You do not need to work 80 hours a week to succeed in academia

Meghan Duffy thinks you can get on in academia without being chained to your desk

October 28, 2015
Egg timer and clock showing deadlines

There is a persistent myth (some might even call it a zombie idea) that getting tenure in academia requires working 80 hours a week. There’s even a joke along the lines of “The great thing about academia is the flexibility. You can work whatever 80 hours a week you want!”

The idea that you need to work 80 hours a week in order to publish or get grants or tenure is simply wrong. Moreover, I think it’s damaging. I hear routinely from younger folk (often women) who are seriously considering leaving academia primarily because they think that a tenure track position would require working so much that they wouldn’t be able to have any life outside work (including raising a family)*. So, this is my attempt at slaying the zombie idea that succeeding in academia requires working as much as an investment banker**.

This post was inspired by this comment from dinoverm, where I linked to this 7 Year Postdoc article, because I found that it kept coming up in conversations with grad students, postdocs and new faculty.

In linking to it, I said: “I really like the idea of deciding what you are okay with doing (maybe you aren’t willing to move anywhere in the country/world, or you really want to do a particular type of research but aren’t sure how ‘tenurable’ that line of work will be), and then using that to set boundaries on what you do as a faculty member. I think this perspective is really valuable for people who are considering stepping off the tenure track primarily because they’re worried about work-life balance or quality of life. Obviously getting tenure will require working hard, but the lore that it requires 80-hour work weeks and ignoring one’s non-work priorities is simply wrong, and I think this perspective is a good one for thinking about how to balance things.”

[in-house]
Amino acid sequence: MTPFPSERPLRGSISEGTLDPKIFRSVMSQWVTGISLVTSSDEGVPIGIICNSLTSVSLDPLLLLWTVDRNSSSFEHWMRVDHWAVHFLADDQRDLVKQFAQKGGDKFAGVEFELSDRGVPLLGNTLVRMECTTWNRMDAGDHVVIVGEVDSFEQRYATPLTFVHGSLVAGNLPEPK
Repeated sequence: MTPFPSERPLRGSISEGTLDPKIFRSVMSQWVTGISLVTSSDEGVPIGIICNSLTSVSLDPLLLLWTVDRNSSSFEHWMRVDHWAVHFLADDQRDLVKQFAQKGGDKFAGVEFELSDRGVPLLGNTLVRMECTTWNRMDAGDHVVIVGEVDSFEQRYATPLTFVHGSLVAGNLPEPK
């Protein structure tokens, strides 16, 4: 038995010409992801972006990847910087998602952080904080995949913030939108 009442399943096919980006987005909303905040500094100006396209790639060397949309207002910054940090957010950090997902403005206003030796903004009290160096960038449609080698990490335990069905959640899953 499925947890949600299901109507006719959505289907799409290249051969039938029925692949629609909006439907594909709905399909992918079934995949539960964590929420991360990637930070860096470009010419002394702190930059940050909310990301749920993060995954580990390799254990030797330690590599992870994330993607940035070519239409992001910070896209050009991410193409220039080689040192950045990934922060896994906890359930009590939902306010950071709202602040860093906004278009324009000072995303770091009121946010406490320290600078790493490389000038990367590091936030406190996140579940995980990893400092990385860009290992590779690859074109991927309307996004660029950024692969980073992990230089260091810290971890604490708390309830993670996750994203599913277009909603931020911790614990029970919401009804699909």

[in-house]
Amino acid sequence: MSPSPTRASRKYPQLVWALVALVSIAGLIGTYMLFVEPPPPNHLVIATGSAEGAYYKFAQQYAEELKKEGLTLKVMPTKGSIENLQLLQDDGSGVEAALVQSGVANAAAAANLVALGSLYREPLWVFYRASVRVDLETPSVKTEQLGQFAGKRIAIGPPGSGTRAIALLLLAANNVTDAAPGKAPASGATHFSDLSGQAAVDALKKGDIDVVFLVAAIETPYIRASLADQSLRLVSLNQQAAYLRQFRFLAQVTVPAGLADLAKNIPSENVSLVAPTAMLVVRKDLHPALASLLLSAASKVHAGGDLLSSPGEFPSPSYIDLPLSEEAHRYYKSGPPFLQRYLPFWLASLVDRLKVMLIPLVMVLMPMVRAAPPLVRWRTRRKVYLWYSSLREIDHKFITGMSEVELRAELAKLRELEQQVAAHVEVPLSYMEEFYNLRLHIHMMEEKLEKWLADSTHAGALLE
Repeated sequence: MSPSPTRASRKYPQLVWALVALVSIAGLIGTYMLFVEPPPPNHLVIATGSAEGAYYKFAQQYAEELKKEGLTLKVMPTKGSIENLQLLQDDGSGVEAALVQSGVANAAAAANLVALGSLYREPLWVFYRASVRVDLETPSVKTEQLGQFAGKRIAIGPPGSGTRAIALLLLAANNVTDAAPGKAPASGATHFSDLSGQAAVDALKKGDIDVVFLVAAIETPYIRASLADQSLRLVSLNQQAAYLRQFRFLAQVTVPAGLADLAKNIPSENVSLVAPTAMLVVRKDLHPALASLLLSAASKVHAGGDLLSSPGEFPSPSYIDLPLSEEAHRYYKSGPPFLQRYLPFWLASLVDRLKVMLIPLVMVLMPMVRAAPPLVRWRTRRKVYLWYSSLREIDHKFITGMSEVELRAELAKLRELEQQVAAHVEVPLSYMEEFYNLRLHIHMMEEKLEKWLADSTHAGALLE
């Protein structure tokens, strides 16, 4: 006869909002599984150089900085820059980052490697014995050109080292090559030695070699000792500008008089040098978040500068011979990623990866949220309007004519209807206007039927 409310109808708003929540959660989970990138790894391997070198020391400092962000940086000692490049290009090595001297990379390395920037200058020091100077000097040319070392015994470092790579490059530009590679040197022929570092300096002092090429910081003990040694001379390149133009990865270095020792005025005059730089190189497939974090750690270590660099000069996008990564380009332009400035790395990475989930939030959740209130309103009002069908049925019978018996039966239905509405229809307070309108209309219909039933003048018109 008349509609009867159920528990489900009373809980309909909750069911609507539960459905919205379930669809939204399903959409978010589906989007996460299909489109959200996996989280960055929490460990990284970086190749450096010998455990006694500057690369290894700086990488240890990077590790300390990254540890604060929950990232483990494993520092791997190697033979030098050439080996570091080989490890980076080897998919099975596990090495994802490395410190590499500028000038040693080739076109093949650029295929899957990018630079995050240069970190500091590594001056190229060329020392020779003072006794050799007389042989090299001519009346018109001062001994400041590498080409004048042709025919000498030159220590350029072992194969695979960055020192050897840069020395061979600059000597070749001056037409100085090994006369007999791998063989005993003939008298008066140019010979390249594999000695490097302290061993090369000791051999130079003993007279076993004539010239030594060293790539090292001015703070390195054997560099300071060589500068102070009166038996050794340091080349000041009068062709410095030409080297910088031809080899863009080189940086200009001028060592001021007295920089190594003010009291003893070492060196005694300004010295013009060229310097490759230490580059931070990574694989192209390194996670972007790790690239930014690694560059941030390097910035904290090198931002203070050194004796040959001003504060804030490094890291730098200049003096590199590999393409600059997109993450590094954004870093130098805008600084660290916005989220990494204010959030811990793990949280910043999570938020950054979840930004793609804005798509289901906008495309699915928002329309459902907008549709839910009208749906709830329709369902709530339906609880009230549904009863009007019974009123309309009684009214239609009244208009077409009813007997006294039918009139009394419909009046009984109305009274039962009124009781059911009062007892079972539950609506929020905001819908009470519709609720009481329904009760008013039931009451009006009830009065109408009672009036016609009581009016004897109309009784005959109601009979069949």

That led to discussion in the comments on how it is rare for someone to “admit” to not working 80 hours a week. This is something that has been discussed in the comments section of my blogs before. Take this example:

“I think it is time to start calling BS on such posturing. Nobody works 80 hours a week regularly. It actually is physically impossible over the long run. (Do the math on working 80 hours/week -112 waking hours – 14 hours/week eating/grooming/maintaining car house – 5 hours commuting = 83 hours and that is pretty sparse grooming and maintaining – e.g. no exercise – and nobody lives on 3 hours/week leisure time.)

“Most young profs are in the 40-60 hour range is my belief with most in the lower half of that. And yes 50 hours plus rest of life feels crazy and insane. But stop saying it’s 80 and making everybody else feel guilty they’re not measuring up.” 

Why does this myth persist? Probably it’s in part because, if you think that everyone else is working 80 hours a week, it can seem risky to admit that you aren’t, since that could make you seem like a slacker.

But I think another important reason for the persistence of this myth is that people are bad at recognising how much they actually work. Most of us haven’t spent years tracking our exact hours worked, and so don’t have a realistic sense of what an 80-hour work week would really feel like. As a grad student and postdoc, I thought that I worked really hard. But then I made myself start logging hours (sort of like I was keeping track of billable hours, although I was simply doing it out of curiosity).

I was astonished at how little I actually worked. It was something like six hours of actual work a day. I never would have guessed it was that low. I hadn’t realised how much time I was spending on those seemingly little breaks between projects. I used to count a sample, then go read an article on Slate, then go count another sample, then go read another article, etc.

At the end of the day, if you’d asked what I’d done, I would have said I’d spent all day counting samples. But, in reality, I had probably only spent roughly half my day actually counting samples. I found this exercise really valuable and eye-opening. I think it probably did more to make me more efficient in how I work than anything else. And working efficiently frees up lots of time for other things (including spending time with my kids).

I’ve recommended this to people who were struggling to keep up with tasks they needed to accomplish, and also have recommended keeping track of basic categories (maybe research, teaching and service) when doing this accounting to see if the relative time devoted to those tasks seems reasonable.